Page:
Injecting room supporters urge expansion as street drug use grows

Amanda Lyons

11/04/2019 4:09:22 PM

The Melbourne facility has been called ‘a victim of its own success’.

North Richmond safe injecting room.
While the North Richmond safe injecting room initially seemed to reduce drug use in the street, numbers have been rising again.

A meeting held in the inner-Melbourne suburb of Richmond earlier this week saw local residents express concerns about the impact they believe the safe-injecting room has had on their community.
Local retailer advocate Herschel Landes tweeted that people ‘used words like ghetto, lawless, dereliction, no-go zone, shops closing, despair’ as they described what was happening to their neighbourhood due to a ‘honey pot’ effect in which the facility has attracted a greater number of drug users to the area.
Local councillor Stephen Jolly agreed that the number of drug users congregating in Richmond has increased. He observed that while the facility is having some positive effect, only half of users are choosing to use it.
‘It’s saved 140 lives so obviously that’s good, that has to be acknowledged,’ Councillor Jolly told 3AW. ‘But it’s brought in a lot of people to the area using drugs more than normal.
‘There are roughly 200 using the facility, another 200 shooting up on the street, buying drugs and sometimes involved in low-level crime to finance their habits.’
Councillor Jolly remains supportive of the facility, and believes the majority of residents feel the same way; however, its ensuing problems – such as residents and their children reporting people injecting into each other’s necks on the street, or seeing people injecting while riding on the tram – urgently need to be addressed with further solutions such as street outreach programs.
‘No one should have to live like this – not the locals, not the users,’ he said.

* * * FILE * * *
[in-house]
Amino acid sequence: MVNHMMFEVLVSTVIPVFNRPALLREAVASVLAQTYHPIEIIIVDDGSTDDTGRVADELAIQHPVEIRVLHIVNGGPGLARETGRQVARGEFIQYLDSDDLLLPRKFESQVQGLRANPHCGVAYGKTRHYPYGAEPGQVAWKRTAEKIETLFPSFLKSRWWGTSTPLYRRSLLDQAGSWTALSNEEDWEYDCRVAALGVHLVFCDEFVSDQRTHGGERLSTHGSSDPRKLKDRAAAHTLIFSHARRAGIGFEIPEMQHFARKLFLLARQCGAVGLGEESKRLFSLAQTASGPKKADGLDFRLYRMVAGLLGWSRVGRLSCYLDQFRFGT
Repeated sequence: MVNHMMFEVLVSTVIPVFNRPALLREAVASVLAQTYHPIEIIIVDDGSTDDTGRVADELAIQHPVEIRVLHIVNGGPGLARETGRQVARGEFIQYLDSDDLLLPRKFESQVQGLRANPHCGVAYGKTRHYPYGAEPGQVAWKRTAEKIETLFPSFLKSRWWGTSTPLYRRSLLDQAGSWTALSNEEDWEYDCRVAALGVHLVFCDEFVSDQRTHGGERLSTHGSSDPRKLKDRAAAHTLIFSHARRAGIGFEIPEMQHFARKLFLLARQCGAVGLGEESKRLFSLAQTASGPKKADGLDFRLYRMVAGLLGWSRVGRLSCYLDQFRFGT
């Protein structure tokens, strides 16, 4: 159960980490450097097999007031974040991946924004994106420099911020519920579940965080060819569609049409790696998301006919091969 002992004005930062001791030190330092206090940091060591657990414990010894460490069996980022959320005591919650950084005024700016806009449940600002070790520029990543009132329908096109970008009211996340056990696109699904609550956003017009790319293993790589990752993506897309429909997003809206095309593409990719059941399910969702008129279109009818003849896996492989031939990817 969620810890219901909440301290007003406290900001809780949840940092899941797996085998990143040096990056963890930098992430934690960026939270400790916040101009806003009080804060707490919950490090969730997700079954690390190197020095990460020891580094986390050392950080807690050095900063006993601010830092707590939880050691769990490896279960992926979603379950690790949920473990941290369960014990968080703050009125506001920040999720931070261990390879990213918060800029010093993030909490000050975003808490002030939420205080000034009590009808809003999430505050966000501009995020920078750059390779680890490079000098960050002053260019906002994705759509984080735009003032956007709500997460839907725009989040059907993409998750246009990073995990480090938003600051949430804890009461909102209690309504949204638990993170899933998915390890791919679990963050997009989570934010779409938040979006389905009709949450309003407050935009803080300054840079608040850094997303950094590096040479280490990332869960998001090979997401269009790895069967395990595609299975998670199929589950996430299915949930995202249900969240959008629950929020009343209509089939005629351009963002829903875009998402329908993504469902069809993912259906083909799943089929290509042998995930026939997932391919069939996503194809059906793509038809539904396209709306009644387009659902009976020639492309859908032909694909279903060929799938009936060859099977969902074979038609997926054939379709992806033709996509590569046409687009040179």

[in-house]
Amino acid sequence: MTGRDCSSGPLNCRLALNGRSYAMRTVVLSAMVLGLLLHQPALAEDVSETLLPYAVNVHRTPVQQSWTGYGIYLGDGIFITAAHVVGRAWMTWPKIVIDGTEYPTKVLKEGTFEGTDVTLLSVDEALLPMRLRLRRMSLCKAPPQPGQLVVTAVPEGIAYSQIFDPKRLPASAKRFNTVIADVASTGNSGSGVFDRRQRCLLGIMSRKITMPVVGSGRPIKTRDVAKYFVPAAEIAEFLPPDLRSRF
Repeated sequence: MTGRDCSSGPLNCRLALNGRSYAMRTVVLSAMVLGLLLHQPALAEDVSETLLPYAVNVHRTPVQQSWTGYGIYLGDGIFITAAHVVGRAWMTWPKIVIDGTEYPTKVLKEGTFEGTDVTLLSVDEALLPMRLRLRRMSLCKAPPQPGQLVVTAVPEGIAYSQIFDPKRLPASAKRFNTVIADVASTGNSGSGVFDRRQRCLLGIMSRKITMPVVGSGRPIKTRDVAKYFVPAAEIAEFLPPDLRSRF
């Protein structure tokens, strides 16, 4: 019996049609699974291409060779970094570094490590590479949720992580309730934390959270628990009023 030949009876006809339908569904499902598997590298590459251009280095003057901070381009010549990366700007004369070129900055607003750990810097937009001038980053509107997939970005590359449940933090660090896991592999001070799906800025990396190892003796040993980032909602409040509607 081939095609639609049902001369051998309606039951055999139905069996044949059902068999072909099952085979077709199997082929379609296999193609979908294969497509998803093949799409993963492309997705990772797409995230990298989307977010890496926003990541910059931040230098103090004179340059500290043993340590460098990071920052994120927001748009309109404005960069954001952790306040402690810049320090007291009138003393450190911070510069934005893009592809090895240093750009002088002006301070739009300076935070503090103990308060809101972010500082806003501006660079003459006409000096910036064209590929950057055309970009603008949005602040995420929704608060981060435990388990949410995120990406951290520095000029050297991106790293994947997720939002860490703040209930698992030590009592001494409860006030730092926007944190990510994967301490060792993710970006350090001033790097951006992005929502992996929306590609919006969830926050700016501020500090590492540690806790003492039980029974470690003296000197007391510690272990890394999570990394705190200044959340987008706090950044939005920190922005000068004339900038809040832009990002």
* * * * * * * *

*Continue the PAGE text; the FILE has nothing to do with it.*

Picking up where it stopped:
Dr Nico Clark, Medical Director of the safe-injecting room, was also present at the meeting. He told newsGP that while there is no hard data to support the ‘honey pot’ claims, he does not discount the experiences of Richmond residents and can understand their frustration.
‘[The drug use] is a long-standing issue and I think there was an expectation that it was going to be fixed [by the injecting room], and now that it hasn’t been for some people, they’re saying “This isn’t getting better for me, can my concerns be heard as well?”,’ he said.
‘I certainly think we should take the concerns of residents in Richmond seriously, and look at the patterns of what is causing them distress and think of whether there are additional things we need to do to work on that.’

Dr Clark noted that, despite residents’ frustration with drug use in Richmond’s streets, not many advocated closing the injecting room as a real solution.
‘To me, that shows it’s more symbolic of their frustrations of living in an area of high drug use, rather than thinking closing the room would actually solve any problems,’ he said.
‘In fact, there were some people saying we need to build more rooms.’

One of those people was Judy Ryan, a spokesperson for the Victoria St Drug Solutions residents’ group, who suggested expanding the facility’s opening hours and opening further injecting rooms as a possible solution.
‘The safe-injection facility has been a victim of its own success,’ Ms Ryan said.